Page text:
When we walked trough the secret garden, I was draw by the architecture. I love how James wanted to control nature and hired an architect to design it. What I love the most about the secret garden is the story behind it. In the 1900s people in different social class were not allowed to communicate. In Europe, there was a place where social differences did not matter and was in a garden. James brought Europe in Miami; it had a secret garden in villa with benches for couples to sit on while they are loving on each other in the free zone. Vizcaya is the perfect place for an ancient history romance.

Design District as Text” by Abigael Derlise of FIU at the Institute of Contemporary Art

The infinity room. A room where nothing else matters. In the infinity room, only the lights matter.

Visiting the Institute of Contemporary Art (ICA) was the highlight of this semester. It made me realize how little I know of the art world. Yayoi Kusama is a famous Japanese artist, and people flight across the globe to see her work only to spend one minute in the infinity room. I had no idea of her existence nor her work. I found Kusama to be an extraordinary artist, to take material that we overlook in our daily lives and create something so magical, so complex yet so simple is incredible. Standing inside of the cube felt like I was on another planet, and for one minute, I forgot about every single issue I have in my life. I was free, nothing else mattered. Her work “, All the Eternal Love I Have for the Pumpkins,” made feel so small, yet so powerful. Kusama removed herself from society by checking in a mental institution. I believe that her state of mind inspires her art, and she is allowing others to experience her freedom but only for a moment. She finds peace in her work, and that is the only way she can express herself. 

After visiting the “Infinity Room,” we explored ICA, and we saw some vast collection of contemporary art. Sterling Ruby is a contemporary artist, and his works are conceptual by nature, which means the concept is more important than the physical work. Sterling creates art with no meaning and lets the audience interpret it; however they desire. His work also makes induvial question social constraint. How we interpret art reflects our belief, we want it to represent something, to represent ourselves.

“Art as Text” by Abigael Derlise of FIU at Art Basel Fair

Art as Text “Basel”

Every year people come from all over the world to participate in the fair. It all started in Basel, Switzerland 1970 by a trio of Swiss gallerists. They wanted to represent their artists and bring collectors and curators from all over the globe. What they envisioned turned out to be the beginning of an international fair.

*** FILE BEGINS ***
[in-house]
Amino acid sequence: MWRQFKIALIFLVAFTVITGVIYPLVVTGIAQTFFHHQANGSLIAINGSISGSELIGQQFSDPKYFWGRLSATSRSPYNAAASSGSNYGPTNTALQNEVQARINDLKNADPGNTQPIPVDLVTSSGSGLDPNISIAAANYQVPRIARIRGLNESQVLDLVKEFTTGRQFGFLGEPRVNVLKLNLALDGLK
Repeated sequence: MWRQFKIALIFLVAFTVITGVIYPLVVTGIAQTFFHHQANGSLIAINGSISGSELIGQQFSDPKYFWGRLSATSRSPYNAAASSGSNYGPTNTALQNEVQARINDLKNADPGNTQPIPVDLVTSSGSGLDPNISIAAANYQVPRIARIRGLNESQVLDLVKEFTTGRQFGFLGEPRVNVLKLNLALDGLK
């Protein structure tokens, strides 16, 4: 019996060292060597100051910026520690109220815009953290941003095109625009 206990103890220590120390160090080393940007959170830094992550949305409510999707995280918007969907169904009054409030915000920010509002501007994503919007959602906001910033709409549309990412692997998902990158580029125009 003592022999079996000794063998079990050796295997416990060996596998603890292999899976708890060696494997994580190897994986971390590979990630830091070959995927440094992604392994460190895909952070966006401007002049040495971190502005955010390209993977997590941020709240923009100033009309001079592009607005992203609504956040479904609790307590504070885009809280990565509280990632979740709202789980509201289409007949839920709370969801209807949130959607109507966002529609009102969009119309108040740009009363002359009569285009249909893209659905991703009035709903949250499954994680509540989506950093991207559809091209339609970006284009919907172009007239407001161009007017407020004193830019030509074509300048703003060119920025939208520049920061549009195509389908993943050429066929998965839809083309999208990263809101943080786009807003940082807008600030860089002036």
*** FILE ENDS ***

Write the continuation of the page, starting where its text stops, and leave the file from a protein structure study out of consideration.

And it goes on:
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Our class at Untitled Art Fair, photo by Abigael

In December 2002, Miami was selected as an ideal second destination for Art Basel. Every year during the fair, people from all over the globe, artists, gallerists, art collectors gather during the week of the fair to purchase, collect the world’s best contemporary arts. Some people, like myself, go to admire the artworks.

From both Untitled Art and Art Context fair, we saw contemporary art from Ghana to Israel, and we were able to understand the artists’ works. At that moment, I realized that art is influential, and one can communicate with others fully with language barriers.

Untitled Art primarily first-hand market, galleries sells only the artist works. On the other hand, Art Context had both first-hand and second-hand markets. One exhibition I found myself drawn to the most at Art Context was the “Freedom Project” Mira Maylor.

“Freedom Project” Mira Maylor, photo by Abigael

She’s an artist from Israel, and we had the chance to hear the meaning behind her project. A fragile cage that society locks itself in from freedom. We get so comfortable in our prison (life) that we are not aware of our prison.  Even though our freedom is one natural break away because we are so frightened of the unknown, it keeps us locked in the cage. Mira project made me rethink the meaning of freedom in our society.


“Blackness as Art” by Abigael Derlise at Bakehouse Art Complex